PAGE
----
Not a drill, a planned emergency

By | December 6, 2017

Dear Fr. Zagloba,A big red emergency button

Today I’m writing on a computer with a cracked screen. No idea how it happened, although two little boys are under investigation. It shouldn’t be too terribly expensive to fix, but it’s awfully inconvenient and supremely irritating.

Why do I bring this up? You’ve mentioned a couple times that you are concerned about the air conditioning unit at the Church. It has survived for decades and it’s starting to wheeze a little bit. I was surprised by the size of the quotes for replacing the units that you showed me. It makes sense, though, because they have to be custom built.

Unplanned and planned emergencies

There are two ways of dealing with the problem of aging infrastructure. One is the way I’m dealing with my computer screen. It wasn’t a problem until it became a problem. Suddenly, it was a big problem. This is the ‘unplanned emergency’ approach. With my computer, this isn’t such a big deal because it’s only a couple hundred dollars. The air conditioners will cost over $100,000. That’s nearly 20% of our annual budget. This is a big problem.

I recommend the ‘planned emergency’ approach, especially as a fundraiser. We know that this is going to be a problem at some point. If we start telling the parish about the need NOW, we can begin to gather the funds that we need before it becomes a crisis. This approach is a win-win. If the air conditioning units last until we’ve raised all of the money, great! Run them until they die of old age. Or do the repairs in the winter when it’s convenient.

What if they break when we’re only part way to our goal? Not ideal, but the crisis is considerably less severe because we would already have some of the money. Remember how much fun it was to raise the money on the fly when the furnace went up in smoke? You’ll get to avoid some of that craziness because the campaign will already be moving. It’s much easier to say, “We’re already partway there, but now we need the rest of the money immediately,” than “Yikes, we were totally unprepared and now we have to raise $100,000 so the Georgia heat doesn’t melt us!”

I know the ‘planned emergency’ approach works because I just applied it in my own life. You know my wife just had a baby. As soon as we learned that she was pregnant, I restructured our budget to put money away for the delivery. Of course, we had no idea that she would have to spend 11 days in the hospital, but we knew to expect substantial hospital bills. As a result, we’re able to pay the bill with a minimum of trauma and financial stress. The plan worked!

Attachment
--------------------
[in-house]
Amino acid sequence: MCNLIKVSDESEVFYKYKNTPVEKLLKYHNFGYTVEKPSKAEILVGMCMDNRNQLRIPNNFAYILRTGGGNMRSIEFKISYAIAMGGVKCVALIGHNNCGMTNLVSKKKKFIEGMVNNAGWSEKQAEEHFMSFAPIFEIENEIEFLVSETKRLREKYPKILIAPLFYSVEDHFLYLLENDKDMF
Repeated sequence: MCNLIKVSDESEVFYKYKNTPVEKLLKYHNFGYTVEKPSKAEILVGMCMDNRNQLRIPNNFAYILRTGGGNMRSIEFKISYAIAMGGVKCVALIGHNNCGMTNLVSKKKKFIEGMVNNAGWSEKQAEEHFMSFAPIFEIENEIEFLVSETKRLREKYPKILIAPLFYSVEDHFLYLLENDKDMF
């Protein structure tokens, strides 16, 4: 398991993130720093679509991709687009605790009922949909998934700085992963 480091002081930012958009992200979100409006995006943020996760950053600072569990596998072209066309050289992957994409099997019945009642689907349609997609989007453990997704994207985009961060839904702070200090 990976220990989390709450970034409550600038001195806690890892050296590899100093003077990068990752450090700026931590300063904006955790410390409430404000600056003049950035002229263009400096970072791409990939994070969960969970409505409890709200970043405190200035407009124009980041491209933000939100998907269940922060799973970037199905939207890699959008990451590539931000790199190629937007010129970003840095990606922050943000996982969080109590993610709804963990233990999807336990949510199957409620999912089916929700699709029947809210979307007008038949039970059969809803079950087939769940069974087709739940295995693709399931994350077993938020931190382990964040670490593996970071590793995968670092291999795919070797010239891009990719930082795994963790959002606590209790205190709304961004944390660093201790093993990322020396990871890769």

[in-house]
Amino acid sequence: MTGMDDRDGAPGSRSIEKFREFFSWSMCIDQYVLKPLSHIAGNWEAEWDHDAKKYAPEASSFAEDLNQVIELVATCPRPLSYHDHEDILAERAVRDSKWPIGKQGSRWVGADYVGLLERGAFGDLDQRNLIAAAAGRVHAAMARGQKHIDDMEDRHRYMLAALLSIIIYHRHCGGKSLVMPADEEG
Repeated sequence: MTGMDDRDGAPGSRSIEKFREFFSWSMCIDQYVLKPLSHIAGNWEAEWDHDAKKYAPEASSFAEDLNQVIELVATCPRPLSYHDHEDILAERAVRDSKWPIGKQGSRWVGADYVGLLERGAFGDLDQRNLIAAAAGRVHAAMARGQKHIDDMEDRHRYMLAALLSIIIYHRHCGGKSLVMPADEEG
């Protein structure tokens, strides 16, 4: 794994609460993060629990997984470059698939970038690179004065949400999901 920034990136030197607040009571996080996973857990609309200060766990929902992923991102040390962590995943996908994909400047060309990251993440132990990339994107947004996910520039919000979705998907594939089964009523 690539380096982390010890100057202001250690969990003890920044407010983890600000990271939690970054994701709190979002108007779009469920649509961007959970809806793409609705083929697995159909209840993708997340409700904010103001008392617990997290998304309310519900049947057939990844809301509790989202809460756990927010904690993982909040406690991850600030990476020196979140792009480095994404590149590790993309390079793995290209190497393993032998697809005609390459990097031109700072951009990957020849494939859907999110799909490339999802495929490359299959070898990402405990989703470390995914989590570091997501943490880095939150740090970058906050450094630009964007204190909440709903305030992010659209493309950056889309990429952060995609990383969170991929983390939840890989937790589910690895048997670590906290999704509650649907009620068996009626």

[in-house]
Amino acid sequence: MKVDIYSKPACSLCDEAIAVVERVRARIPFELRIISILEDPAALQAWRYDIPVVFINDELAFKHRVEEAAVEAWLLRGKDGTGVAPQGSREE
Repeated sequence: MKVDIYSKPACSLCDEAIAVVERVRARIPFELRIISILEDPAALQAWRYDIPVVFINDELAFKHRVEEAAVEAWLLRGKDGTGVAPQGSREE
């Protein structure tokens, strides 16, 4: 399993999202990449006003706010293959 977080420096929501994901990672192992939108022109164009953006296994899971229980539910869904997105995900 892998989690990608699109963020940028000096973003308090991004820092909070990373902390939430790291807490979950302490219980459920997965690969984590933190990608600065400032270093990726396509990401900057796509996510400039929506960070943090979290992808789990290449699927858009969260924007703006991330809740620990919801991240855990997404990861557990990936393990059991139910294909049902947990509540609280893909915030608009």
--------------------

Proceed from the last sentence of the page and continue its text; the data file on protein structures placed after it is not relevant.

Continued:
Timing is everything

We’ve almost completed raising the money to do the roof thanks to the matching funds that we got from Catholic Extension Society. I think that we’ll be pretty much wrapped up by the time the new year rolls around. You just need to mention how close we are to the goal over the next couple weeks. Keep it fresh in everyone’s minds.

Once we hit that target, we should immediately pull the trigger on getting the roof finished. This will give everyone in the parish the gratifying feeling of seeing their money being put to work. Once the roof is done, we should give it a month or so before announcing the new air conditioning campaign. This gives us a couple months before the Bishop’s annual appeal starts so we can get some momentum going before everyone gets distracted.

I think that we should approach this campaign in a similar way to the roof campaign. Right now, it’s not an EMERGENCY, so we don’t have to be super intense about it. Mention it during the announcements regularly. Some kind of progress display in the narthex. I don’t think we’ll be eligible for another matching grant for a while, but it’s worth asking to find out if we can do one in 6 months or a year. I also think that you should incorporate the direct personal requests that worked so well when the furnace blew up.

I don’t think that it’s a huge problem that we’re transitioning from one fundraising campaign to another. The fundraising research shows that people who have recently given are the most likely to give again. They have already demonstrated their willingness to give. You just have to ask again.

Our Lady of Perpetual Fundraising

Now I do have to admit, it’s kind of terrible to be in perpetual fundraising mode. This is not the goal. I think we don’t have any pressing repair needs once the air conditioning units are replaced. After this campaign is finished, we should probably take a rest from campaign mode. Give everyone’s wallets a chance to rest.

In the long-term, we should really be investing our energy in developing into a stewardship parish. If even 30% of our parishioners were really living stewardship and tithing a full 10%, your biggest responsibility would be trying to discern how to spend the surplus.

Blessings,

Nathan – The Almoner


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Image courtesy of James Cridland, via Creative Commons License, some rights reserved.